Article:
SAN FRANCISCO, Calif. — Consulting giant Accenture is working on a Java standard for performing batch processing
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The consulting firm announced here at the JavaOne show that it is working with Interface21, the developer of the Spring Framework, an alternative to Enterprise JavaBeans that has been gaining popularity with each year since its release in 2003. The result is Spring Batch, batch processing for Java EE environments.
Scott Wintermute, program manager for Spring Batch at Accenture, said Spring has the ideal foundation for building a batch framework. “There are a number of skilled developers in the workforce who know it,” he told internetnews.com. “It has a programming model that’s similar to back-end support systems but runs in the middle tier.”
There has been a lack of focus on batch processing for Java, added Wayne Lund, senior architect with Accenture. The company has found a few efforts to create batch processing for Java but none of them were large-scale projects, and there are no standards for how a Java-based batch should run.
To that end, Accenture is working on its own standard for how batch tasks should run. It would include a job control language, core services and services for unattended execution. It chose Spring because of its scalability and popularity.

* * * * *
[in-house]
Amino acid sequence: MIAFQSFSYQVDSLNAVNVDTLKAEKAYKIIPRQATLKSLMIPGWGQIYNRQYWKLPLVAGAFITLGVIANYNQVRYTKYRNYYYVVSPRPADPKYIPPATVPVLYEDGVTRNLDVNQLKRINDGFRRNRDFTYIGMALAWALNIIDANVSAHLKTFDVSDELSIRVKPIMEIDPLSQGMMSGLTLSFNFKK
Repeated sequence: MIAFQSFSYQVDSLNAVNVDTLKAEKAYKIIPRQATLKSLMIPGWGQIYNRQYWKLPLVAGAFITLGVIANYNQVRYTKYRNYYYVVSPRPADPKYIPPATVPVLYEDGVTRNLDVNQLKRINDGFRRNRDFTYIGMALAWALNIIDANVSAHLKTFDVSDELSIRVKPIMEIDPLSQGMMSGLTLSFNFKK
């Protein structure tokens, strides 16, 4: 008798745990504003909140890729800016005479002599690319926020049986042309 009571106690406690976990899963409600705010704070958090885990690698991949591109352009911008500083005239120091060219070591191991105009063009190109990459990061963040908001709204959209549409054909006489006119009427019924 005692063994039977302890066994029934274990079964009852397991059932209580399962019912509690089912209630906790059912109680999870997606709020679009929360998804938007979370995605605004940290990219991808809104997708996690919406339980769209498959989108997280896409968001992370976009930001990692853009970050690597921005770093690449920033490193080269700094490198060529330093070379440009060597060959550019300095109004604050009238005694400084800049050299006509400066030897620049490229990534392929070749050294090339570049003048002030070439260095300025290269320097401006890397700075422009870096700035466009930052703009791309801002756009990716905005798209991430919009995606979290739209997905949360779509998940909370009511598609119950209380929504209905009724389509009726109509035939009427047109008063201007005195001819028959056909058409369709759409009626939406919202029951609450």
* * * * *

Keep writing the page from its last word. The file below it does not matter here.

“So long as you know Spring, you can do this,” said Lund. “Using Spring, you can be up and running in an hour.”
Even with the framework, a fair amount of custom development has to be done, but it would be less than what Accenture and its customers are doing now. “We want to provide customers with at least some guidance on best practices,” said Wintermute. “At the end of the day, our clients want solutions and instructions on how to spend the minimum amount of time writing code.”
The lack of standards can be a time-consuming problem. One of Accenture’s customers is the state of California and it had to build 40 different batch-processing interfaces for dealing with different department agencies and for outside partners.
Batch processing off the mainframe makes sense, both because Java on the mainframe isn’t very good and because a number of companies don’t use mainframe computing, according to Randy Heffner, analyst with Forrester Research.
Heffner said Spring Batch will fill a need. “Some applications require batch processing, and Java is a good language for it,” he told internetnews.com. “A SOA-based design provides a good basis for processing data through.”
Accenture has begun “very preliminary” talks with Sun about the project, but Heffner pointed out that Sun is not a part of every single Java project. So Accenture could end up as the technology lead in this effort. Wintermute said Spring Batch will be released next month.